Welcome to the Department of Toxic Substances Control

What is Pollution Prevention?

Pollution prevention means reducing or eliminating pollution before it is generated. It is a conscious choice to preserve our natural resources and to protect human and environmental health by acting sustainably to make sure that our resources are suitable for present and future generations. Manufacturers and consumers alike play a vital role in pollution prevention: Product manufacturers strive to create safer processes and products while consumers motivate manufacturers through their purchasing choices.

We are all exposed to harmful chemicals in our everyday lives, both directly and indirectly. We use harsh chemicals in our simple, everyday routines, such as when we clean our living spaces and maintain our yards. These chemicals enter our watersheds and the air we breathe. Our natural resources are limited and overtaxed by many aspects of our lifestyles.

The fundamentals of pollution prevention include:

  • Reducing pollution or waste through conservation, reuse or green technology.
  • Reducing the use of toxic chemicals in the products we produce, buy and throw away.
  • Using green chemistry principles to produce safer products.
  • Using resources more efficiently or from renewable sources.

Pollution prevention avoids generating pollution in the product manufacturing or use stage and does not include reducing pollution by processing or treating waste after it has been created. Therefore, pollution prevention does not include recycling, energy recovery, treatment or disposal. By becoming aware and involved in your purchasing decisions and lifestyle choices, you are engaging in pollution prevention.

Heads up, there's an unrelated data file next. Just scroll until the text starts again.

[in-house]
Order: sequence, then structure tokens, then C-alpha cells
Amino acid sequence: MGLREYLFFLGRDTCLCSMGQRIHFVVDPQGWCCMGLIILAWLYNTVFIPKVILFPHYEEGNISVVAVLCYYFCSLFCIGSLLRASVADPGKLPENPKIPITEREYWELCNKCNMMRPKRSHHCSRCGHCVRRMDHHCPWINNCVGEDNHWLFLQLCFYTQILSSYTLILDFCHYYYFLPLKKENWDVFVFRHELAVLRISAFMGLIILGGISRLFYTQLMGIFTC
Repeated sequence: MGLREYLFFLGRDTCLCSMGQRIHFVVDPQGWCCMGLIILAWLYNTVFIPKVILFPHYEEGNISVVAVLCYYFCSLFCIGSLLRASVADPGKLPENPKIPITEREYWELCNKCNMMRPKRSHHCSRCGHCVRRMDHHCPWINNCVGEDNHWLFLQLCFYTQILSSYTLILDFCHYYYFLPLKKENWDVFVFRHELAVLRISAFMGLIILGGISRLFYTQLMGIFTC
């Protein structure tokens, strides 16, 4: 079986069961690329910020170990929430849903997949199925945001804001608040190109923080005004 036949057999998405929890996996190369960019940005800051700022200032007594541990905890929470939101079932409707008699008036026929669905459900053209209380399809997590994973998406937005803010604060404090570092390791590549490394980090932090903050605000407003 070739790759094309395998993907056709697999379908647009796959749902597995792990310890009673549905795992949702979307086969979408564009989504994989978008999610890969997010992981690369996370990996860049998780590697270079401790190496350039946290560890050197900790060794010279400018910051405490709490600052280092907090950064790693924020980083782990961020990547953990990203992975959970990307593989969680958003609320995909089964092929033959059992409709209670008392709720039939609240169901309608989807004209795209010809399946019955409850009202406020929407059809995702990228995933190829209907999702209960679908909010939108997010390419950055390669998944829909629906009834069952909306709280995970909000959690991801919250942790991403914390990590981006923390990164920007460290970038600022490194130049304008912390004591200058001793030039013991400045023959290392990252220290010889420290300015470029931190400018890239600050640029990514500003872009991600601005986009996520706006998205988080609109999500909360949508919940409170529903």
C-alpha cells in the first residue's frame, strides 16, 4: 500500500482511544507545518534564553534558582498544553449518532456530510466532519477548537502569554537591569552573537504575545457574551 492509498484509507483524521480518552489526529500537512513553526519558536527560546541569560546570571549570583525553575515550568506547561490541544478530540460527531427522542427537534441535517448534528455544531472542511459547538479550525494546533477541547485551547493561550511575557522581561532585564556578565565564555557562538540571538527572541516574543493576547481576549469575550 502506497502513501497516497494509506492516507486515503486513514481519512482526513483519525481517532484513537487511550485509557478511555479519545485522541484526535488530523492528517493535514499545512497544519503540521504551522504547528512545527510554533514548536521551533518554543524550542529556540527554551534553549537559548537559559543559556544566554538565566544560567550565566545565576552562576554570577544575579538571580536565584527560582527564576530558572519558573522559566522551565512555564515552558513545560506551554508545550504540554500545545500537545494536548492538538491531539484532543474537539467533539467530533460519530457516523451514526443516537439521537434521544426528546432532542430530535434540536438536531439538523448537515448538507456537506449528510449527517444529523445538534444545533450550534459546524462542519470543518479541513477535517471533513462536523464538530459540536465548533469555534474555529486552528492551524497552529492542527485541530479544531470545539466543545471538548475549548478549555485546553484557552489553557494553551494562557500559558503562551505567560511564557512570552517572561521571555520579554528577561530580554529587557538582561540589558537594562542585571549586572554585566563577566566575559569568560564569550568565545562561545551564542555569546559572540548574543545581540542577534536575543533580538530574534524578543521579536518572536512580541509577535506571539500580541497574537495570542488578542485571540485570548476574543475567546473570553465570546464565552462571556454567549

To learn more about pollution prevention, see the Pollution Prevention Resource Exchange Web page. See DTSC's web page for the 2009 Pollution Prevention Week.

Consumers can find helpful tips at the following Web pages.

For examples of what business have done to support pollution prevention, see the following pages.


 
Use Less and Use It Wisely (Conserve Water and Energy)

Using natural resources is essential for our daily activities but must be carefully managed to ensure that these resources are available for present and future generations. Natural resources are limited and are in high demand. For example, the average Californian uses approximately 200 gallons of water per day in their home. Here are some average household water usage statistics from the U.S. Geological Survey:

  • Shower: 2 gallons per minute.
  • Teeth brushing: 1 gallon.
  • Toilet flush: 3 gallons.
  • Dishwasher: 20 gallons/load.

By modifying the habits in your household, you are conserving resources and assisting with pollution prevention! Specific steps for resource conservation include: